14. Human Figure Test in the research of psychopathological state of refugees and somatically traumatized

    Directory of Open Access Journals (Sweden)

    Opalić Petar

    2005-01-01

    Full Text Available Machover Human Figure Test was used to investigate eight clinical features in five diagnostic categories (neurosis, depression, schizophrenia, paranoid feature and aggressiveness and one symptom (motor deficiency through graphical features of human figure drawing. The test involved 201 subjects, out of whom 109 were refugees from refugee camp in Krnjača, 31 somatically traumatized patients from the Orthopedic Clinic, Clinical Center of Serbia, Belgrade, and 61 subjects from Belgrade denying any traumatic experience whatsoever. The following was determined in three tested subgroups: - Out of general psychopathological features, "thickened line of the drawing", "unclear medium line of the drawing" and "absence of an arm or a leg" were significantly most frequent in the group of somatically traumatized subjects, thus supporting the hypothesis that Machover Test examined projective aspects of disorder of the body scheme experience. - Out of eight diagnostic categories, only "motor deficiency" was significantly different - of course, in the group of somatically traumatized subjects, while "aggressiveness" was different in the group of refugees.

  15. Metabolic Profiling of Somatic Tissues from Monochamus alternatus (Coleoptera: Cerambycidae Reveals Effects of Irradiation on Metabolism

    Directory of Open Access Journals (Sweden)

    Liangjian Qu

    2014-06-01

    Full Text Available A high-level of sexual sterility is of importance for the sterile insect technique (SIT. However, the use of high-dose-intensity gamma radiation to induce sterility has negative impacts not only on reproductive cells but also on somatic cells. In this study, we investigated the metabolite differences in somatic tissues between non-irradiated, 20-Gy-irradiated, and 40-Gy-irradiated male Monochamus alternatus, an important vector of the pathogenic nematode, Bursaphelenchus xylophilus, which kills Asian pines. The results showed that metabolite levels changed moderately in the 20-Gy samples but were markedly altered in the 40-Gy samples compared with the non-irradiated samples. Twenty-six and 53 metabolites were disturbed by 20-Gy and 40-Gy radiation, respectively. Thirty-six metabolites were found to be markedly altered in the 40-Gy samples but were not changed significantly in the 20-Gy samples. The comprehensive metabolomic disorders induced by 40-Gy radiation dysregulated six metabolic pathways involved in the life process. The findings presented in this manuscript will contribute to our knowledge of the characteristic metabolic changes associated with gamma-radiation-induced damage to somatic cells and will allow for better exploration of the SIT for the control of this target pest.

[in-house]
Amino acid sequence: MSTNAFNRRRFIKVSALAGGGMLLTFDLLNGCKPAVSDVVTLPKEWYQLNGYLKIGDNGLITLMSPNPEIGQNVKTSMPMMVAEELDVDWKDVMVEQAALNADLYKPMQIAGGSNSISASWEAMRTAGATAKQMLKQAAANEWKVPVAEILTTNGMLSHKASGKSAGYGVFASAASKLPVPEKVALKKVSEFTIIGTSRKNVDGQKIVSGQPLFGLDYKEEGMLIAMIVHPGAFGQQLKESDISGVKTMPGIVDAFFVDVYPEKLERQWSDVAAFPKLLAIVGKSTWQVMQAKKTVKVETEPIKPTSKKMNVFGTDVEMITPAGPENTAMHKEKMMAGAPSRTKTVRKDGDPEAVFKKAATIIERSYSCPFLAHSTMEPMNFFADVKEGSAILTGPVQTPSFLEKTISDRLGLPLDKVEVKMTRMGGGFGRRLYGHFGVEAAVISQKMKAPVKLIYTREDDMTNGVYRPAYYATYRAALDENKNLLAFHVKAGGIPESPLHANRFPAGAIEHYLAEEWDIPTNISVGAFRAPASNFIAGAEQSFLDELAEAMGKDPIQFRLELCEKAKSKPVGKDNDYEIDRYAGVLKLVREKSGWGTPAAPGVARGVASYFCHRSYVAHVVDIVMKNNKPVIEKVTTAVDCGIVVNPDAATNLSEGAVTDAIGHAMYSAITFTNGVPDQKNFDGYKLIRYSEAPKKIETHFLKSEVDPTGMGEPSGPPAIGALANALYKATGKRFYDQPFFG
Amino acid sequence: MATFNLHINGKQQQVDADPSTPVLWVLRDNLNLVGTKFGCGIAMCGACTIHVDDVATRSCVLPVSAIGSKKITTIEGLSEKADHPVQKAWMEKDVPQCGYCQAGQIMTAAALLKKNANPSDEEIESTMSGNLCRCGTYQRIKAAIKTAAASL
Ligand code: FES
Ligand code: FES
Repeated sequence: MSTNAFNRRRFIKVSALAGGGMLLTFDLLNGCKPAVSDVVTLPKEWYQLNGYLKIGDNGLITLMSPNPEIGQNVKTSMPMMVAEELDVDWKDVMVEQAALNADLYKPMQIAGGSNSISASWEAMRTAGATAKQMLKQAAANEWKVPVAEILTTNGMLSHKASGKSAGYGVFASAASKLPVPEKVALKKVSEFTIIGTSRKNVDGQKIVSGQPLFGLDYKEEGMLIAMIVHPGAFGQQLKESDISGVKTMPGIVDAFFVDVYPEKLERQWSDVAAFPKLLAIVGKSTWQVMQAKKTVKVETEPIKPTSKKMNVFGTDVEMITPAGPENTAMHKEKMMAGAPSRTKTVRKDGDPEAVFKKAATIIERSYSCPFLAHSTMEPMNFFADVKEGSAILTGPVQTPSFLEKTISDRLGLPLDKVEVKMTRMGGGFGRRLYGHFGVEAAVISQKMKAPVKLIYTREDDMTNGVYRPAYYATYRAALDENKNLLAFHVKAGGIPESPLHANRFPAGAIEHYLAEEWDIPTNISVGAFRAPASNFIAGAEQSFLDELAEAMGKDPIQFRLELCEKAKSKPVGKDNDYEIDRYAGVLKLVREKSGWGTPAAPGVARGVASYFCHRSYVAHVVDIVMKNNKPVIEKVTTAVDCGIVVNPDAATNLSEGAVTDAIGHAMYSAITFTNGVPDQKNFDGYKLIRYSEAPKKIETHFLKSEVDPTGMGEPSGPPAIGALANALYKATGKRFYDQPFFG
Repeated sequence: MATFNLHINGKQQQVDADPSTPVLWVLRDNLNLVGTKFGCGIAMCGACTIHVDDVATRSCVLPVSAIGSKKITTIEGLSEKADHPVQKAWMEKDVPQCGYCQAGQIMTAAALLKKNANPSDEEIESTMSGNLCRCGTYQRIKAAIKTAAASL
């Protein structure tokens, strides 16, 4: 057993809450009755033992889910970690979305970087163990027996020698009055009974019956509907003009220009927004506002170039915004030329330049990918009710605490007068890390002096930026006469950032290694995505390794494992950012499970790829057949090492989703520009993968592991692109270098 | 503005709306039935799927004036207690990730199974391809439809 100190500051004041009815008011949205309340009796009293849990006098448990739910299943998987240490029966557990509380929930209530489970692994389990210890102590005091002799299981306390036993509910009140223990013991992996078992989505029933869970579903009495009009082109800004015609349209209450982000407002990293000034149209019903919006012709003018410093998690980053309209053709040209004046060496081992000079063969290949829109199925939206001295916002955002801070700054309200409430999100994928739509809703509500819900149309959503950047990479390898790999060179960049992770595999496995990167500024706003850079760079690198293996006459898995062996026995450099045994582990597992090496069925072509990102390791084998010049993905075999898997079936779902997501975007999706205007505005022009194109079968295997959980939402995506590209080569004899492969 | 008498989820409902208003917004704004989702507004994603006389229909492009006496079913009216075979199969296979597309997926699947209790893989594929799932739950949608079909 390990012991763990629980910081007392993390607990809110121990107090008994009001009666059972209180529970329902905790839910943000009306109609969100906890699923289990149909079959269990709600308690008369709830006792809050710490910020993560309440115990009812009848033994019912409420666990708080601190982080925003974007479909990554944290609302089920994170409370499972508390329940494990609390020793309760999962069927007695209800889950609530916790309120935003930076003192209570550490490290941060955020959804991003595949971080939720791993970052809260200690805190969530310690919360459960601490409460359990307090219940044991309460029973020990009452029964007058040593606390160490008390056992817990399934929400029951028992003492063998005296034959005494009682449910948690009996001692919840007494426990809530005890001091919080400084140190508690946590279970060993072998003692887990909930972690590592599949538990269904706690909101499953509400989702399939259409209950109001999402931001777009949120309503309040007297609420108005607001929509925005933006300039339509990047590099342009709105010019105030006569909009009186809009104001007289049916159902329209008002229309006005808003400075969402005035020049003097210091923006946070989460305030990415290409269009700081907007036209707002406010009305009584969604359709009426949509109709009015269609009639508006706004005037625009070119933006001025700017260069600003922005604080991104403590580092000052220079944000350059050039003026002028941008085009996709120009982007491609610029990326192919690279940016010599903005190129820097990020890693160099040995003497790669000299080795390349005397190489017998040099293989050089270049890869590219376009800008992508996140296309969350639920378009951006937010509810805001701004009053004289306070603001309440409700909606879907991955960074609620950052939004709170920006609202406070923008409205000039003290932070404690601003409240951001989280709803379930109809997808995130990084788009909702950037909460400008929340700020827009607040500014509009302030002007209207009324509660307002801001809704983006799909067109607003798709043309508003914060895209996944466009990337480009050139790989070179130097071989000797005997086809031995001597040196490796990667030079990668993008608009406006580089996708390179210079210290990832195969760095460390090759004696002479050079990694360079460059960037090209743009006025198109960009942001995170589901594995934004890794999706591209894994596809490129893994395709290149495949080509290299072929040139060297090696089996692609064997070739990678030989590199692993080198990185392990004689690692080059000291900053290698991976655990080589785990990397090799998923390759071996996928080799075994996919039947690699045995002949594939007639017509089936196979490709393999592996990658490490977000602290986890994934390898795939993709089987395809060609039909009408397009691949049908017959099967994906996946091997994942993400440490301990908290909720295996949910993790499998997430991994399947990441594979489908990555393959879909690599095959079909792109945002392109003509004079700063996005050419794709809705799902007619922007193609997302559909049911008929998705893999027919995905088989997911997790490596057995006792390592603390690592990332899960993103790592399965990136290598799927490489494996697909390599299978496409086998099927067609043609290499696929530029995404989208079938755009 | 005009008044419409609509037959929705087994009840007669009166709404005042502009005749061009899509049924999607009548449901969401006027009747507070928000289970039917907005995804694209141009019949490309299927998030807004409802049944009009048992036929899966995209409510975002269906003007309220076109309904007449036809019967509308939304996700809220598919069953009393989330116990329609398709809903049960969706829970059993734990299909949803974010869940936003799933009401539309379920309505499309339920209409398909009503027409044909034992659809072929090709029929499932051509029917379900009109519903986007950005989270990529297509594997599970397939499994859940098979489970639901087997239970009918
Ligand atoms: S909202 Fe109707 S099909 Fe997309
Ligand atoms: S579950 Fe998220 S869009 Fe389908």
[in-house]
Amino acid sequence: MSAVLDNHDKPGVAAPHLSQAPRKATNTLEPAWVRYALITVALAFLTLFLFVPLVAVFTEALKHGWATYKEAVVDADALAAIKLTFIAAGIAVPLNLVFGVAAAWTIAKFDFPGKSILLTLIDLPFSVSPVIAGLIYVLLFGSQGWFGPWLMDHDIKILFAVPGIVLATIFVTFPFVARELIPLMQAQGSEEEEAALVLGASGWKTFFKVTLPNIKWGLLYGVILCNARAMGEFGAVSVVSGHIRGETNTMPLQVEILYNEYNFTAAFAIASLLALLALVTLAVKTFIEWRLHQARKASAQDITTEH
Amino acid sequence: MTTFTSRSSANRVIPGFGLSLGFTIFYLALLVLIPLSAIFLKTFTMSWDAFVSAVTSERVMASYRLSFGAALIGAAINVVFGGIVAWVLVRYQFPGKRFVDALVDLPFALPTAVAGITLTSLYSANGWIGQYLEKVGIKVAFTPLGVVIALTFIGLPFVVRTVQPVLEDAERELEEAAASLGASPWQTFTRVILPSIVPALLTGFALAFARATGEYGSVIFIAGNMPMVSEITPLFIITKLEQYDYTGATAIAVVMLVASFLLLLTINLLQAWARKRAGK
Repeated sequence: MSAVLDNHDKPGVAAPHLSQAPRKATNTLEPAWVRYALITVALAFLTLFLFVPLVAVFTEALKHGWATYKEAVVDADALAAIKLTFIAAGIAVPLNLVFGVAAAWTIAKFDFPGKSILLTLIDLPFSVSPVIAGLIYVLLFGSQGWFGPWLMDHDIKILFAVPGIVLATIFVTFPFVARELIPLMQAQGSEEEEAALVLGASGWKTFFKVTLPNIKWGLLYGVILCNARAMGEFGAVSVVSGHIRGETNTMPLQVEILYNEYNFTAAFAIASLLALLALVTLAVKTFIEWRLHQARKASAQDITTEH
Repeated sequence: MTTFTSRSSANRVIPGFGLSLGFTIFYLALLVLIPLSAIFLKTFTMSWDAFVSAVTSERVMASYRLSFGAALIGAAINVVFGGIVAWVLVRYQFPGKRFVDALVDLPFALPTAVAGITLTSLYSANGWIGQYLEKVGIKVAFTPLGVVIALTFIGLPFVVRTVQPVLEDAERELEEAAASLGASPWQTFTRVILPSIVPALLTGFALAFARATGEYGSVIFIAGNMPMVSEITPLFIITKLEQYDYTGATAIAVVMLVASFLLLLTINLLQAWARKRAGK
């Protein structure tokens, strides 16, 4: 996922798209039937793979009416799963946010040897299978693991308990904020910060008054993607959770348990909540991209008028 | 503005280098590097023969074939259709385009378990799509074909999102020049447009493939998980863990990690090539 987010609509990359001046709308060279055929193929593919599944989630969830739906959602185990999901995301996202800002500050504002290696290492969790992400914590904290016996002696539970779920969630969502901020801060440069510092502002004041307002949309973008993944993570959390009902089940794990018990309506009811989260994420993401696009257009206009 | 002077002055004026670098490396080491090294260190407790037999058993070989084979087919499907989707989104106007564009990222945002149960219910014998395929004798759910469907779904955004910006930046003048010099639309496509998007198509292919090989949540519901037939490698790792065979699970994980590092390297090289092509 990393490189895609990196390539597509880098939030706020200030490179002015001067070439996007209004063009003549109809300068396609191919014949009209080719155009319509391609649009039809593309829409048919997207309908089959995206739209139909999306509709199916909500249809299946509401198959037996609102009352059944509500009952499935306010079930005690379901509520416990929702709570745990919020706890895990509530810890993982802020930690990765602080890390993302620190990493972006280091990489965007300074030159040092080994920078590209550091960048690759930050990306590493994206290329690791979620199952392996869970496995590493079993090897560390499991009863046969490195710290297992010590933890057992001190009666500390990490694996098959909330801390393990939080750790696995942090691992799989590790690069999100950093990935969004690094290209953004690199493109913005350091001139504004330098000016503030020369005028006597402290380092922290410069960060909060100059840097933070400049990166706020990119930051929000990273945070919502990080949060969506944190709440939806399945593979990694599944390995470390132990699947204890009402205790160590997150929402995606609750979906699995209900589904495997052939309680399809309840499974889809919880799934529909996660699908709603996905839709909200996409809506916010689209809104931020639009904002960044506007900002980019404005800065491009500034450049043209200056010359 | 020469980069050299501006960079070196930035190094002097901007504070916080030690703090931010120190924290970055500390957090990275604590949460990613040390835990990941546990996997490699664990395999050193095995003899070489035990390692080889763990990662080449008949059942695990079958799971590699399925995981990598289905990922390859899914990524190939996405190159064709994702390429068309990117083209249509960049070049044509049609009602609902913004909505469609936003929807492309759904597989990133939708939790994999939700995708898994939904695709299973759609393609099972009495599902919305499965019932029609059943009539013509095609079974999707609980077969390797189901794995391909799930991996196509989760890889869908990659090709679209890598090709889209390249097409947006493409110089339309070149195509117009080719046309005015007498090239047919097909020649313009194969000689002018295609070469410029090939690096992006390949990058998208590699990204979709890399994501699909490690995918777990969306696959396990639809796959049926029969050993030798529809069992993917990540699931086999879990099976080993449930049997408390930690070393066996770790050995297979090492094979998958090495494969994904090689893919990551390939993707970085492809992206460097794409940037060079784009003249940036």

16. Religiosity as correlates of some selected psychological disorders ...

    African Journals Online (AJOL)

    This study investigated Religious correlates of some selected Psychological Distress (Depression, Anxiety, Somatization, Paranoid Ideation and Psychotic Disorder) using Psychiatric outpatients in Lagos State Hospital, Lagos. It also examined gender differences in the level of selected psychological distress and religiosity.

  17. Mental disorder prevention and physical activity in Iranian elderly

    Directory of Open Access Journals (Sweden)

    Seyede Salehe Mortazavi

    2012-01-01

    Conclusions: Physical activity significantly prevents mental disorder in older adults. Although it has effects on anxiety, social dysfunction, and depression, the greatest influence is on improving the somatization symptoms.

  18. Evaluation of Nine Somatic Variant Callers for Detection of Somatic Mutations in Exome and Targeted Deep Sequencing Data

    DEFF Research Database (Denmark)

    Krøigård, Anne Bruun; Thomassen, Mads; Lænkholm, Anne Vibeke

    2016-01-01

    a comprehensive evaluation using exome sequencing and targeted deep sequencing data of paired tumor-normal samples from five breast cancer patients to evaluate the performance of nine publicly available somatic variant callers: EBCall, Mutect, Seurat, Shimmer, Indelocator, Somatic Sniper, Strelka, VarScan 2...

  19. Somatic symptoms beyond those generally associated with a whiplash injury are increased in self-reported chronic whiplash. A population-based cross sectional study: the Hordaland Health Study (HUSK

    Directory of Open Access Journals (Sweden)

    Myrtveit Solbjørg

    2012-08-01